Tuesday, December 23, 2008

A Kissam, a Hornet, and a Penguin

The title for this post sounds like the opening for a bad joke but it actually provides the main elements for an interesting event involving two Kissams. On the 23rd of March 1815 the USS Hornet captured the HMS Penguin while Benjamin P. Kissam served as surgeon and Samuel M. Kissam served as surgeon's mate (cite). Neither is in my direct line of Kissams but it's too interesting a story to pass up.

Benjamin P. Kissam's Story
I first learned of the story through an entry on page 51 of A Gentlemanly and Honorable Profession by Christopher McKee. Under Benjamin's portrait this is written:

Portrait of Benjamin P. Kissam
Portrait is in USS Constitution Museum in Massachusetts

Persistence rewarded. New Yorker Benjamin Kissam's determined eye had long been fixed on a surgeon's appointment in the navy. A graduate of the medical program at Columbia College (Ed. note: he would graduate in 1816 from the Columbia College of Surgeons and Physicians, cite), Kissam put one recommendation after another on file at the Navy Office without success until he accidentally encountered Commodore John Rodgers on the first day of April 1812 and was told by the commodore that, if Kissam could join the brig Nautilus more or less immediately as acting surgeon, the post would be his. Even with one foot in the door, it still required sixteen months and a steady barrage of recommendatory letters from the likes of John Rodgers, William M. Crane, and James Lawrence to replace the acting appointment with a commission. At war's end Surgeon Kissam had an opportunity to put his professional training to full use as Hornet's chief medical officer in her encounter with Penguin. His portrait, by an unknown artist, was probably painted not too long after the War of 1812; the landform dimly glimpsed in the background may be Tristan da Cunja, the site of Hornet's 1815 victory.

When war with England broke out in June of 1812 it appears that Benjamin was on the Nautilus as it seems it was rather normal at that time to serve with a commission to come later. The Bulletin of the New York Academy of Medicine notes that he was appointed surgeon for the ship in May of 1812. On 17 July 1812 though, Nautilus gained the dubious distinction of being the first vessel lost on either side. She was captured off northern New Jersey by a squadron built around Shannon (38 guns), Africa (64 guns), and Aeolus (32 guns), and the brig was taken into possession for the use of the King’s service. (cite) The article in the Bulletin also notes that Benjamin was captured in this action though returned. I couldn't find any more details on that specifically.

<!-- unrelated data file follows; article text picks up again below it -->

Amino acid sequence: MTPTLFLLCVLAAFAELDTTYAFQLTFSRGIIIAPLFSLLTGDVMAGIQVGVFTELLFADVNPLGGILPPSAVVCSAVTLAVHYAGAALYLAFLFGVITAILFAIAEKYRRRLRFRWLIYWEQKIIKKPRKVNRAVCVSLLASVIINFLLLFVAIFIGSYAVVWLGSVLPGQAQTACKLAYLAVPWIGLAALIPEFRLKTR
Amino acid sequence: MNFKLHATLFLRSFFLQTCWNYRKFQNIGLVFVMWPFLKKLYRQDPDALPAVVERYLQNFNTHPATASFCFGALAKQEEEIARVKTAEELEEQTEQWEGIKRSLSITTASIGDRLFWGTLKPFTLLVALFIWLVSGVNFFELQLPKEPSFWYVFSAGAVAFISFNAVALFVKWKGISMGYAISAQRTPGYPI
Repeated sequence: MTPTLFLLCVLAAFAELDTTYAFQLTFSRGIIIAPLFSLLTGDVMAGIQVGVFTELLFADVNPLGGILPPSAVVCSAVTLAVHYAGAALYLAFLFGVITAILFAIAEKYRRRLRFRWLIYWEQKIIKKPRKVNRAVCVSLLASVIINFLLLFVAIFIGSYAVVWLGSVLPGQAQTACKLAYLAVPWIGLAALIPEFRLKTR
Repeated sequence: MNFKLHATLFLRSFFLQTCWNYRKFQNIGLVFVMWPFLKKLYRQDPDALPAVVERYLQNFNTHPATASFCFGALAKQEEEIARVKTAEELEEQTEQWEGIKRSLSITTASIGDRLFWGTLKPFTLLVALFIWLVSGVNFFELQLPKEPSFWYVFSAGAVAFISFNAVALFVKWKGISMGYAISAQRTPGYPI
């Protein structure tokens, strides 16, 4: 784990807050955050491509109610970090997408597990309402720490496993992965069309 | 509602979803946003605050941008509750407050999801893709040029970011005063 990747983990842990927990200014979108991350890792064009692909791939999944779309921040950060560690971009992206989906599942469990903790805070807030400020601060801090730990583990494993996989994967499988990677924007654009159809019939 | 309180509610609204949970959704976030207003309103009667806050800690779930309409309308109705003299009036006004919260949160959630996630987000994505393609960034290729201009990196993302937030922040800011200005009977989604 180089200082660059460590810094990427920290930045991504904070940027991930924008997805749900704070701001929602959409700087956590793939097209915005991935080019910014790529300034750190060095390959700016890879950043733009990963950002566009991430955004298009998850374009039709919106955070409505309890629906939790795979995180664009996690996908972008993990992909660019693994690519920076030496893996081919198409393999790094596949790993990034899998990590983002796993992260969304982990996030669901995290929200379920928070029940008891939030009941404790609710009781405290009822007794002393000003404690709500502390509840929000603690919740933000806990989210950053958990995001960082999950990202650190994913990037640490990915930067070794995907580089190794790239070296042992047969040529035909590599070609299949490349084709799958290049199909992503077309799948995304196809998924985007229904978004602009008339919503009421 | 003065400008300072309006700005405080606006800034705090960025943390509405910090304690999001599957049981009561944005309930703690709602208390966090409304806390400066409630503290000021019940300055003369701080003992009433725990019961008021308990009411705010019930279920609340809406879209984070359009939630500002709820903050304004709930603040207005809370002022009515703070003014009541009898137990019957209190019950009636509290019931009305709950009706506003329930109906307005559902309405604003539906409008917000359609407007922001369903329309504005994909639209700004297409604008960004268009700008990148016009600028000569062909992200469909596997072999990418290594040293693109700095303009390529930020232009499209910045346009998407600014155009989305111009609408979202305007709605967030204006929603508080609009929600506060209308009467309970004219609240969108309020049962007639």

On July 24 1813 Benjamin finally received his commission. At this point he should be on Hornet though I've had difficulty finding naval registers online. He doesn't appear on a list of officers for Hornet during an action when Hornet sunk the Peacock on 24 February 1813. (cite) For much of 1813 and most of 1814 Hornet was in port at New London, Connecticut, unable to leave in the face of superior British forces offshore. However, she got to sea in mid-November 1814 and sailed to the south Atlantic where she found Penguin in early 1815. (cite)

The following is a description of the action involving Penguin (cite):

Action of Hornet and Penguin

Though the United States had ratified the 24 December 1814 Treaty of Ghent on 18 February 1815, thus formally bringing the War of 1812 to an end, this information took a long time to reach ships at sea. Thus, in the late morning of 23 March 1815, when the U.S. Sloop of War Hornet (Master Commandant James Biddle) sighted the British brig-sloop Penguin (of similar size and force) off Tristan d'Acunha island in the south Atlantic, neither vessel was aware that their two nations were now at peace.

The two sloops approached each other on roughly parallel courses, Penguin to windward, and opened fire at about 1:40PM. They exchanged broadsides (Hornet firing to starboard, Penguin to port) for some fifteen minutes when the British commanding officer was mortally wounded while attempting to run down his adversary. Penguin's bowsprit then caught in Hornet's rigging and, as the two separated, broke away, taking with it her foremast. Disabled and very much the worse off from American gunfire, the British warship surrendered shortly after 2PM. She was too badly damaged to save, and her crew was sent to Rio de Janeiro in the U.S. Schooner Tom Bowline, which arrived on the scene in company with U.S. Sloop of War Peacock soon after the battle.

There is an interesting eyewitness account involving Benjamin and surgery from the battle on page 124 of the original source.

Benjamin went on to continue in the Navy until 1823 according to the Bulletin article though I've found him on a naval register for 1825 aboard the corvette Cyane in the Mediterranean (cite). He was given time off to finish his degree in 1816. There is an obituary for him in a Virginia newspaper noting that he died in Portsmouth, New Hampshire in October 1828. (cite)

Unfortunately I'm running out of time and won't be able to post Samuel's rather short story but I'll be back soon. Here are two other references related to Benjamin P. Kissam and his time in the Navy which I haven't checked out yet:

    • A History of Medicine in the Early U.S. Navy by Harold D. Langley
    • Benjamin P. Kissam, Naval Surgeon in the War of 1812 by Paul Cushman(journal article)

No comments: